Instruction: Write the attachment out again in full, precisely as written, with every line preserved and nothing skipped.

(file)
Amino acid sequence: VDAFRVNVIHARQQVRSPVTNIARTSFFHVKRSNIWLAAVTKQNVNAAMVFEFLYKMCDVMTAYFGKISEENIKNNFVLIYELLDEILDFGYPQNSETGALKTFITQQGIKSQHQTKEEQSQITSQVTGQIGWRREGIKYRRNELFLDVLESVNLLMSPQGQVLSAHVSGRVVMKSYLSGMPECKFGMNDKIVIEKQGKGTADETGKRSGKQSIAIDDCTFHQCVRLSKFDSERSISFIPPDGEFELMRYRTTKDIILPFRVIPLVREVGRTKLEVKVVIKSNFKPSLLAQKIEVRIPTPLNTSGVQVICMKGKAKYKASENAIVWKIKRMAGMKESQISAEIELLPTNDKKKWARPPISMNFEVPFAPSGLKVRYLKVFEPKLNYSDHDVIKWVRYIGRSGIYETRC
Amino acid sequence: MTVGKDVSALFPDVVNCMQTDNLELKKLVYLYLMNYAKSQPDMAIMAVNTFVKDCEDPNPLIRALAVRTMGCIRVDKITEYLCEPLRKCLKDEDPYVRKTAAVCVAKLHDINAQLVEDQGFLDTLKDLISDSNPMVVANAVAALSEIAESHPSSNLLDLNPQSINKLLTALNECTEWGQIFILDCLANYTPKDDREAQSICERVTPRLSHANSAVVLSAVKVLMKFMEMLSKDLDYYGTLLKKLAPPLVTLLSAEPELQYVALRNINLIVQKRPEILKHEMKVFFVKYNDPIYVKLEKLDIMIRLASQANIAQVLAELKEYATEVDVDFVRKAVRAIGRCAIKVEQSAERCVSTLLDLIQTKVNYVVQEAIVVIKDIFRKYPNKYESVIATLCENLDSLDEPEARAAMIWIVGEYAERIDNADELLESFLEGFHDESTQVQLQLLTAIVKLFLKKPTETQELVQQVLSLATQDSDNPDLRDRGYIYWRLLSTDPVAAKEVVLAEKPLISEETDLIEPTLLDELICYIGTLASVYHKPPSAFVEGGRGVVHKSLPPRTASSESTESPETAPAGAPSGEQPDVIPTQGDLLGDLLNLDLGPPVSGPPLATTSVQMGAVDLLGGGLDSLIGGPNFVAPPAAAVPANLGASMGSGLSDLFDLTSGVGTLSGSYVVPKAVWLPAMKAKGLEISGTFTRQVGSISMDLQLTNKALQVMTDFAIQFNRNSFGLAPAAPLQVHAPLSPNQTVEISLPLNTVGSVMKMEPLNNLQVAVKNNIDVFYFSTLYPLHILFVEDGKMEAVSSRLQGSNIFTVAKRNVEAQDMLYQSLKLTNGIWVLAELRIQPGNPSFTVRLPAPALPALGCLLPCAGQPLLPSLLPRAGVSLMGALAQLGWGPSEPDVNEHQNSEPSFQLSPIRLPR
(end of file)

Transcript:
Amino acid sequence: VDAFRVNVIHARQQVRSPVTNIARTSFFHVKRSNIWLAAVTKQNVNAAMVFEFLYKMCDVMTAYFGKISEENIKNNFVLIYELLDEILDFGYPQNSETGALKTFITQQGIKSQHQTKEEQSQITSQVTGQIGWRREGIKYRRNELFLDVLESVNLLMSPQGQVLSAHVSGRVVMKSYLSGMPECKFGMNDKIVIEKQGKGTADETGKRSGKQSIAIDDCTFHQCVRLSKFDSERSISFIPPDGEFELMRYRTTKDIILPFRVIPLVREVGRTKLEVKVVIKSNFKPSLLAQKIEVRIPTPLNTSGVQVICMKGKAKYKASENAIVWKIKRMAGMKESQISAEIELLPTNDKKKWARPPISMNFEVPFAPSGLKVRYLKVFEPKLNYSDHDVIKWVRYIGRSGIYETRC
Amino acid sequence: MTVGKDVSALFPDVVNCMQTDNLELKKLVYLYLMNYAKSQPDMAIMAVNTFVKDCEDPNPLIRALAVRTMGCIRVDKITEYLCEPLRKCLKDEDPYVRKTAAVCVAKLHDINAQLVEDQGFLDTLKDLISDSNPMVVANAVAALSEIAESHPSSNLLDLNPQSINKLLTALNECTEWGQIFILDCLANYTPKDDREAQSICERVTPRLSHANSAVVLSAVKVLMKFMEMLSKDLDYYGTLLKKLAPPLVTLLSAEPELQYVALRNINLIVQKRPEILKHEMKVFFVKYNDPIYVKLEKLDIMIRLASQANIAQVLAELKEYATEVDVDFVRKAVRAIGRCAIKVEQSAERCVSTLLDLIQTKVNYVVQEAIVVIKDIFRKYPNKYESVIATLCENLDSLDEPEARAAMIWIVGEYAERIDNADELLESFLEGFHDESTQVQLQLLTAIVKLFLKKPTETQELVQQVLSLATQDSDNPDLRDRGYIYWRLLSTDPVAAKEVVLAEKPLISEETDLIEPTLLDELICYIGTLASVYHKPPSAFVEGGRGVVHKSLPPRTASSESTESPETAPAGAPSGEQPDVIPTQGDLLGDLLNLDLGPPVSGPPLATTSVQMGAVDLLGGGLDSLIGGPNFVAPPAAAVPANLGASMGSGLSDLFDLTSGVGTLSGSYVVPKAVWLPAMKAKGLEISGTFTRQVGSISMDLQLTNKALQVMTDFAIQFNRNSFGLAPAAPLQVHAPLSPNQTVEISLPLNTVGSVMKMEPLNNLQVAVKNNIDVFYFSTLYPLHILFVEDGKMEAVSSRLQGSNIFTVAKRNVEAQDMLYQSLKLTNGIWVLAELRIQPGNPSFTVRLPAPALPALGCLLPCAGQPLLPSLLPRAGVSLMGALAQLGWGPSEPDVNEHQNSEPSFQLSPIRLPR